Strange as it may seem, the PLO, no less than the Israelis, failed to recognize the significance of the riots that broke out in the Gaza Strip on December 9 and soon spread to the West Bank. For much of the first week of the riots Yasser Arafat and his associates took them to be just another flare-up of the smoldering unrest that has long characterized life in the territories. Thus Arafat did not cancel a scheduled trip to a number of Arab capitals; neither did he issue any special orders to the Occupied Land Department, which serves as a liaison with the territories, or to the heads of the so-called Western Sector, which is responsible for launching terrorist attacks across Israel's borders.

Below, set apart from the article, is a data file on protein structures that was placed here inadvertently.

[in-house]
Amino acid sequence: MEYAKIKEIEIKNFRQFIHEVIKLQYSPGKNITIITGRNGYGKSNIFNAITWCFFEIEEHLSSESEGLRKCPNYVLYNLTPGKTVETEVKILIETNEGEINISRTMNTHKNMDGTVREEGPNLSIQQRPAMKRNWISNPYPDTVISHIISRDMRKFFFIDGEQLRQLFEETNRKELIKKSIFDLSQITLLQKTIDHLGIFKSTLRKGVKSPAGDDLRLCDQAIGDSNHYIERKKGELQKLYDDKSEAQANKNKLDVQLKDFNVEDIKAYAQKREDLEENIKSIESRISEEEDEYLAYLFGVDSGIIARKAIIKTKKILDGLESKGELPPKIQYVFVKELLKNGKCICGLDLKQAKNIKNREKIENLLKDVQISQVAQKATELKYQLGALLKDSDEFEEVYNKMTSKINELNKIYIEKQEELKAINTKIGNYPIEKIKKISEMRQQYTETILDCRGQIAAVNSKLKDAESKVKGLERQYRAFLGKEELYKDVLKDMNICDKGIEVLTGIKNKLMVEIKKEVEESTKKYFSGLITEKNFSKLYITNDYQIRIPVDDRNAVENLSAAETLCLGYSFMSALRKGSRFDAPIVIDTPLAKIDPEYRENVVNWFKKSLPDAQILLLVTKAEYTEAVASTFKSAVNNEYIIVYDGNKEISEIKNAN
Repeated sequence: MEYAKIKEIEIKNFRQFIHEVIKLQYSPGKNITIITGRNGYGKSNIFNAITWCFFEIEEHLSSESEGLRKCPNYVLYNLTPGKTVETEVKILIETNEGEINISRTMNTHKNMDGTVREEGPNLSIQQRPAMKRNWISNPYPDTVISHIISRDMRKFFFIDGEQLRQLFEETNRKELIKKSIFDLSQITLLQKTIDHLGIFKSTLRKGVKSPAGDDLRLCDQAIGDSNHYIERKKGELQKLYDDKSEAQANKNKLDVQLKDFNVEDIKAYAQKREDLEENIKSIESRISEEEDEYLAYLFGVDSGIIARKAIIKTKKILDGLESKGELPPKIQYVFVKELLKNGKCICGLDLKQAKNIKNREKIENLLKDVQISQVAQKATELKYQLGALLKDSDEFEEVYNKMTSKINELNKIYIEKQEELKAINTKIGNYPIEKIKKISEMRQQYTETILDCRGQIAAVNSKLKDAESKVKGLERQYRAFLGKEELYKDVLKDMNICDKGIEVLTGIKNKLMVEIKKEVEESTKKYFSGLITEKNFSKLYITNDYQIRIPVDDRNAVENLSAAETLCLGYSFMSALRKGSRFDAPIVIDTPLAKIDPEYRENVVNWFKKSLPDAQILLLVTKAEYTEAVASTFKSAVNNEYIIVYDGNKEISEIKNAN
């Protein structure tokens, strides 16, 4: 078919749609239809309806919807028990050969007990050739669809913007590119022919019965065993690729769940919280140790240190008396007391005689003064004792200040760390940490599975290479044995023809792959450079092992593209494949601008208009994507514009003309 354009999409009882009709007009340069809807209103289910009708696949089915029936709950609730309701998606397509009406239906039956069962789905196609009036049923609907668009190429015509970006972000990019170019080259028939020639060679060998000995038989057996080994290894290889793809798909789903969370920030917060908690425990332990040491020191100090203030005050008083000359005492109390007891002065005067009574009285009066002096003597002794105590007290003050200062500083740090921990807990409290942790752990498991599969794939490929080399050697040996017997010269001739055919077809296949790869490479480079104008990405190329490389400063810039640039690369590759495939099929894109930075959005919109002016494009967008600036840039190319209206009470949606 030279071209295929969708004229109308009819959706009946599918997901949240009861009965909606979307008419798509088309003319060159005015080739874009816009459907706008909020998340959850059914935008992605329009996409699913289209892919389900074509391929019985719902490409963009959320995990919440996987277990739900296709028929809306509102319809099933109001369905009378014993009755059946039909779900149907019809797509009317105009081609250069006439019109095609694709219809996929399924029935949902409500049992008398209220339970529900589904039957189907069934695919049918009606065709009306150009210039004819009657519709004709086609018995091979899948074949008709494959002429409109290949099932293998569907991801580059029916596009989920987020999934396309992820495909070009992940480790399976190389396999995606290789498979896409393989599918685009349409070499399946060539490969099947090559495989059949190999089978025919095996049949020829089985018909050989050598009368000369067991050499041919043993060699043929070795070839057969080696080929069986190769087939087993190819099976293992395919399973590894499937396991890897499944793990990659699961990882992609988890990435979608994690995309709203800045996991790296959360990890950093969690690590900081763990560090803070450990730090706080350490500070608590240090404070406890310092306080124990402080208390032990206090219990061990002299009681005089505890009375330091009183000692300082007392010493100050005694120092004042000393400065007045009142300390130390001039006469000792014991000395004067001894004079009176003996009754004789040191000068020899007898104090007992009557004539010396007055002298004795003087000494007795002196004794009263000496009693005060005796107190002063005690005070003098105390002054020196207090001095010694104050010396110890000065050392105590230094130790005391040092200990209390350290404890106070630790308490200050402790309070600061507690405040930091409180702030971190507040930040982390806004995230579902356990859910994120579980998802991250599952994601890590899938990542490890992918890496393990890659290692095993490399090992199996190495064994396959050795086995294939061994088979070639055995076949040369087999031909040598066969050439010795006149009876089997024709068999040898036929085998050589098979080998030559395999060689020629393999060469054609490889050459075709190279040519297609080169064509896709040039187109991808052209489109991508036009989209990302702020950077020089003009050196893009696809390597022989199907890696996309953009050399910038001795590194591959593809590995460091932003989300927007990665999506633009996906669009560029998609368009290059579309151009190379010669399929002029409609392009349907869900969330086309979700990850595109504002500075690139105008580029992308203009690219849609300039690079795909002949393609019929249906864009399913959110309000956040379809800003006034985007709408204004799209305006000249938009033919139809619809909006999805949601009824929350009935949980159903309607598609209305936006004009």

The PLO had no idea that an uprising was in the offing for the simple reason that its representatives in the West Bank and Gaza were not involved in kindling it. In fact, the PLO representatives tended to regard the rioting as an ill-considered and pointless explosion set off by their rivals from the Moslem fundamentalist groups in the Gaza Strip, and the tone of the demonstrations gave them good reason for concern. The youngsters in the refugee camps were not brandishing the portraits of Arafat and improvised Palestinian flags that are standard at such events. And the slogans they shouted had a distinctly religious ring to them—especially the cry "Allah helps those who help themselves," which echoed the chants from the mass demonstrations during the Khomeini revolution in Iran.